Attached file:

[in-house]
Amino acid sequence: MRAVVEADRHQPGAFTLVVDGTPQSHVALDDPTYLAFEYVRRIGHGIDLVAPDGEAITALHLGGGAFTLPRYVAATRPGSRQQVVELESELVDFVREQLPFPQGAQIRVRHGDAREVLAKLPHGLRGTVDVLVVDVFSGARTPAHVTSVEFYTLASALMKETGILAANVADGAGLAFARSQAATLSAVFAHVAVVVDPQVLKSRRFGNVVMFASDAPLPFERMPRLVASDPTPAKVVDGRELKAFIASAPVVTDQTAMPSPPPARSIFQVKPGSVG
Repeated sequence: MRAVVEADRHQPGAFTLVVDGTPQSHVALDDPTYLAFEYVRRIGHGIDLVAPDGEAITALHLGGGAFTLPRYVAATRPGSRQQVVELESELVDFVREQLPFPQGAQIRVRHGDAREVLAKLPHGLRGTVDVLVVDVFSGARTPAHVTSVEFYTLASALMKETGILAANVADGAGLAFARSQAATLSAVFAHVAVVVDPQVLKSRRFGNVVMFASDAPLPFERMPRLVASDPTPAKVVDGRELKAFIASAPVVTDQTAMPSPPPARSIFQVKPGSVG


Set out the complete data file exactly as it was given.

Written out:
[in-house]
Amino acid sequence: MRAVVEADRHQPGAFTLVVDGTPQSHVALDDPTYLAFEYVRRIGHGIDLVAPDGEAITALHLGGGAFTLPRYVAATRPGSRQQVVELESELVDFVREQLPFPQGAQIRVRHGDAREVLAKLPHGLRGTVDVLVVDVFSGARTPAHVTSVEFYTLASALMKETGILAANVADGAGLAFARSQAATLSAVFAHVAVVVDPQVLKSRRFGNVVMFASDAPLPFERMPRLVASDPTPAKVVDGRELKAFIASAPVVTDQTAMPSPPPARSIFQVKPGSVG
Repeated sequence: MRAVVEADRHQPGAFTLVVDGTPQSHVALDDPTYLAFEYVRRIGHGIDLVAPDGEAITALHLGGGAFTLPRYVAATRPGSRQQVVELESELVDFVREQLPFPQGAQIRVRHGDAREVLAKLPHGLRGTVDVLVVDVFSGARTPAHVTSVEFYTLASALMKETGILAANVADGAGLAFARSQAATLSAVFAHVAVVVDPQVLKSRRFGNVVMFASDAPLPFERMPRLVASDPTPAKVVDGRELKAFIASAPVVTDQTAMPSPPPARSIFQVKPGSVG